One of the main themes at Cannes Lions a few weeks ago was the need for brands to reexamine the use of influencers. Craig Greiwe, SVP and head of Rogers & Cowan’s digital group, argues influencers are not the problem, the market is. The solution is relatively straightforward: treat the influencer market the way you do any other: with thoughtful, careful planning, clear accountability and proper creative messaging.
It’s the early days for Instagram’s IGTV, a mobile-first, YouTube-esq social experience that will facilitate longer, vertical videos. It also will let brands get closer to audiences and allow people to discover them. Bell’s social media manager David Wolpert offers three ways communicators can work with IGTV to tell their brand’s stories.
PR is at the beginning of its journey with measurement and data. With digital metrics so readily accessible, communicators have never been more able to accurately identify how their messages are received, track how brands are viewed in the market and even detect looming crises. Though using data can be intimidating, admits KPMG’s global communications lead Megan Dubrowski, she’s come to an epiphany: Use data to tell a story.
While a Pride activation is not going to be authentic for every brand, a yearlong commitment to advancing the Pride agenda will work for some, argues APCO Worldwide’s Michael Galfetti. Here are three insights for brands to make Pride activations successful. The most important is making certain your brand clearly identifies how it is helping advance progress in the Pride community.
Pity the media relations pro. Not only are attention spans vastly reduced, many media outlets have responded to this with vastly shorter stories. Instead of giving up, PR pros must understand their efforts to gain earned media may result in a media hit lasting a mere few seconds. Here are a few tips to help pitchers shape messages so they will thrive in the new, short media landscape.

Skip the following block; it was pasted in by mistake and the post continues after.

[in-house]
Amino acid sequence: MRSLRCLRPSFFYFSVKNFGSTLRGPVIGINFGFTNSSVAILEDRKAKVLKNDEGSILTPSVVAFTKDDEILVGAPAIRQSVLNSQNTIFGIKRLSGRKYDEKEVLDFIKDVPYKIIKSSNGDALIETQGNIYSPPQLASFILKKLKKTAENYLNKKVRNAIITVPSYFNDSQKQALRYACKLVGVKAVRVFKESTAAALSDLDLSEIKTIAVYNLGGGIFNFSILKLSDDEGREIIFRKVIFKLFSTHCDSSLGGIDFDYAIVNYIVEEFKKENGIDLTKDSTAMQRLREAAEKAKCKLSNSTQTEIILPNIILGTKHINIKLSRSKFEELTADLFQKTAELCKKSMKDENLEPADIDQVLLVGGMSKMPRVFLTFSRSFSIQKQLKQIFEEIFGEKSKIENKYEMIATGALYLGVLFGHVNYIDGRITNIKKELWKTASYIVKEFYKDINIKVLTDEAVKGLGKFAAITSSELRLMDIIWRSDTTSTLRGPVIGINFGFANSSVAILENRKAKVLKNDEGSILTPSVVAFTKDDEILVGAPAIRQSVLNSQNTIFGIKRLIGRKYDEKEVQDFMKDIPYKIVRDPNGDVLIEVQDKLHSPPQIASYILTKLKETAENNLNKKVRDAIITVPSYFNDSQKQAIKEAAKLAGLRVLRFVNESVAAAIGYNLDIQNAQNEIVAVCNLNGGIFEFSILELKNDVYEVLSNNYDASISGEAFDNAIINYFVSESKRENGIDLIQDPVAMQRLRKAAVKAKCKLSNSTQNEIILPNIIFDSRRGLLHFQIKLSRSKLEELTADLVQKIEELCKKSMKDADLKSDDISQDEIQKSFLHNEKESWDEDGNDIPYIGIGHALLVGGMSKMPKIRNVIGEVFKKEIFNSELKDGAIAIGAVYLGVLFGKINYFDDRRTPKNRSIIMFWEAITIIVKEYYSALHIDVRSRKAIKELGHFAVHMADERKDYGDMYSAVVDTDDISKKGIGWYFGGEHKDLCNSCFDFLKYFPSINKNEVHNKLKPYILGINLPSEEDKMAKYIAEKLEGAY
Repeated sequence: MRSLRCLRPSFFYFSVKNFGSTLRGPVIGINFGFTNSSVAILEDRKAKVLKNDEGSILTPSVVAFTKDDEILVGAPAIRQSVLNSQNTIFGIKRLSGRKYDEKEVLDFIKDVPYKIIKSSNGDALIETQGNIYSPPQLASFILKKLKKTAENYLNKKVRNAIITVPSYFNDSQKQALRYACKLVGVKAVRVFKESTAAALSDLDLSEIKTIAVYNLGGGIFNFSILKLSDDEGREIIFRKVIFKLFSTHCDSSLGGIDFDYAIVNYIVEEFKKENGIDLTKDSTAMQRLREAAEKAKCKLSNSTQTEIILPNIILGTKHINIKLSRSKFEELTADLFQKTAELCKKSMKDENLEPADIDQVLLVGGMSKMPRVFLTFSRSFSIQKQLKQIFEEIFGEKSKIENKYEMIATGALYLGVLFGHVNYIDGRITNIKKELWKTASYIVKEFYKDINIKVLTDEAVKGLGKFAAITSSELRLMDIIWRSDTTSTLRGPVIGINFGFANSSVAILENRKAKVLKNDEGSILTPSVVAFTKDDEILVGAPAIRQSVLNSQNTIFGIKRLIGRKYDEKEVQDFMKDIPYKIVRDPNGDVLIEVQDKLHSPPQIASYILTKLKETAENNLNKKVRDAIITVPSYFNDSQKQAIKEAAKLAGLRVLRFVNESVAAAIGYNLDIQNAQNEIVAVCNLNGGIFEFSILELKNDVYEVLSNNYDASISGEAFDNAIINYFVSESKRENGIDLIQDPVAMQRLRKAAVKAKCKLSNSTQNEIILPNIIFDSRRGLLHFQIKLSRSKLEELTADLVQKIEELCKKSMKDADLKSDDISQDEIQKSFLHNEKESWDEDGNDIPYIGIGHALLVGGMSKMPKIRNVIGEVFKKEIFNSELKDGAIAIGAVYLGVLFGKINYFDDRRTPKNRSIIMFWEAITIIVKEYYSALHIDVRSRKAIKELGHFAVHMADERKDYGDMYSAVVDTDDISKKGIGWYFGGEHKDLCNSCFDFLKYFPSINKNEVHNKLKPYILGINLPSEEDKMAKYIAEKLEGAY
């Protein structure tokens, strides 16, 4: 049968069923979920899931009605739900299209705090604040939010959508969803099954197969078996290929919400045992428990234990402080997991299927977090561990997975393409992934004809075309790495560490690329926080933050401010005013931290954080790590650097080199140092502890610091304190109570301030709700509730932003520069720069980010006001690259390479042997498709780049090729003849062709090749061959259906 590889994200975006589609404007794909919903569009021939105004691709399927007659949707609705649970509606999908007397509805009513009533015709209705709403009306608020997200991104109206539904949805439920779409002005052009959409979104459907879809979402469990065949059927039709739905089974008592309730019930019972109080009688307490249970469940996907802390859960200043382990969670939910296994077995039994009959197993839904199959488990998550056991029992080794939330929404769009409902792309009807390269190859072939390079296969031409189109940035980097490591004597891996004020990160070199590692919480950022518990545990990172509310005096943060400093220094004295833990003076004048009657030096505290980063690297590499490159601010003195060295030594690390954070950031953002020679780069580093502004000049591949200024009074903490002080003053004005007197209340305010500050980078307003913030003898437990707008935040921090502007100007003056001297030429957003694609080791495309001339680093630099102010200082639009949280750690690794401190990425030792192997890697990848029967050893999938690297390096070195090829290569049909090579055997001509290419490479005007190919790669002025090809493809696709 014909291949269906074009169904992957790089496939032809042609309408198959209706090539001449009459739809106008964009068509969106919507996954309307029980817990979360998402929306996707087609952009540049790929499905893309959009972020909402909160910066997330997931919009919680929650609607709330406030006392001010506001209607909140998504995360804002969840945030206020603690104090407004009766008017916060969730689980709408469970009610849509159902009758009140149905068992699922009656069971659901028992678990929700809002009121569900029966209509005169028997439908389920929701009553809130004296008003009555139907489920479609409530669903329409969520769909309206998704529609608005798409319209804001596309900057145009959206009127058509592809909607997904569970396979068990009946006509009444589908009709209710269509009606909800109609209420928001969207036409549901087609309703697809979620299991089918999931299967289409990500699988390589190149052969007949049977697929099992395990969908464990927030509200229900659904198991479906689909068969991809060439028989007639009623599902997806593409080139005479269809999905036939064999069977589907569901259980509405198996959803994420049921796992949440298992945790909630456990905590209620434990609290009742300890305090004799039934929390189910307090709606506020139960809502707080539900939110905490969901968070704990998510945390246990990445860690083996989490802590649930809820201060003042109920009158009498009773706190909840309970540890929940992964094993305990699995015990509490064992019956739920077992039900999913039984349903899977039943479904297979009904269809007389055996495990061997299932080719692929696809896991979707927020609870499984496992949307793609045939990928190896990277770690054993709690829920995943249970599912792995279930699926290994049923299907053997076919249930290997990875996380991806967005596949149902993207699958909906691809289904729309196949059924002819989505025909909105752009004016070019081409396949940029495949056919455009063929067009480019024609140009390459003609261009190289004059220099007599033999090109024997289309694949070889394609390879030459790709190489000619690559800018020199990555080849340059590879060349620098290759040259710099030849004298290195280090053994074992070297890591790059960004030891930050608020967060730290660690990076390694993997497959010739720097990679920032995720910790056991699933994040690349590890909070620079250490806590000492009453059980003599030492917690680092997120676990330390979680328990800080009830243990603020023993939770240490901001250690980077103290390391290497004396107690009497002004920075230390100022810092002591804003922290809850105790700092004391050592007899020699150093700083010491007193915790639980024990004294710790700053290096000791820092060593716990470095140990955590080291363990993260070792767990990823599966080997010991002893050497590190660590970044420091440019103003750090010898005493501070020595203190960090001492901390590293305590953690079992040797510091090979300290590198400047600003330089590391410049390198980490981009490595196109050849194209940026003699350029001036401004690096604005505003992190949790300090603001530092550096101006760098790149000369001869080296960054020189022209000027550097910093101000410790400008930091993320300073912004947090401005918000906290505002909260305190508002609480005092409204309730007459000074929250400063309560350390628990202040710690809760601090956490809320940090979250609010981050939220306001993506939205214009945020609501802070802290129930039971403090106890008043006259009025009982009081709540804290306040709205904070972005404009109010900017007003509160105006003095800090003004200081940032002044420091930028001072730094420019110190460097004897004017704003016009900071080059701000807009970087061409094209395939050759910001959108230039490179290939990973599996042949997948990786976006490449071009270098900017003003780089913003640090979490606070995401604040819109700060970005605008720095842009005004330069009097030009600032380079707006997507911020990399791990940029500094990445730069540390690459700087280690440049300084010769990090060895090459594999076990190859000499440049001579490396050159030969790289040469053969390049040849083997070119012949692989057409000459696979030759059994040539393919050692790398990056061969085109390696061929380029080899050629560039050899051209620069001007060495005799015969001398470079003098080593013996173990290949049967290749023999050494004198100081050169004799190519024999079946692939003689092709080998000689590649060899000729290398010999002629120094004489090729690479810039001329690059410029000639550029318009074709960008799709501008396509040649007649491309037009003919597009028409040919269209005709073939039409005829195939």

As we know, brands must stand for something beyond the products and services they offer. This means they can no longer remain silent in the face of an attack. They also need to admit when they make mistakes. Margaret Hoerster, a senior partner at Finn Partners, and Ameet Sachdev, a VP at the firm, argue timing, messaging and relevance play important roles when brands decide they should address an issue publicly.
The digital in digital PR shouldn’t be reserved for promoting content, it should be the starting point for how we create content. Besides seeking trending topics and content gaps, digital tools can help analyze your competitors’ backlink profiles to establish opportunities. More than that, measuring digital data should inform your next steps, argues Kerry Sheahan, who heads content and PR at Britain’s Better. agency.
Watching the political scene can provide PR pros with a tuition-free course in media relations, argues veteran communicator Arthur Solomon. His 2017 columns about political communicators’ missteps were some of our most popular. He’s back with more lessons from the first half of the 2018 political season, including this gem: If you crave loyalty at work, bring your dog to the office.
David Leonhardt of The New York Times called out himself and fellow journalists for failing to include enough women as sources in articles. How can communicators, who often are the journalist’s conduit to expert sources, turn around this situation? Dina Burns and Patrick George, directors at KP Public Affairs, offer suggestions.
While most C-suite executives are still working to grasp the full value of earned media, they are getting savvy about data mining and analytics. The smart ones will begin asking pointed questions about PR measurement. And they will question reports relying on ad tech-based attribution that artificially inflates PR results. Beware.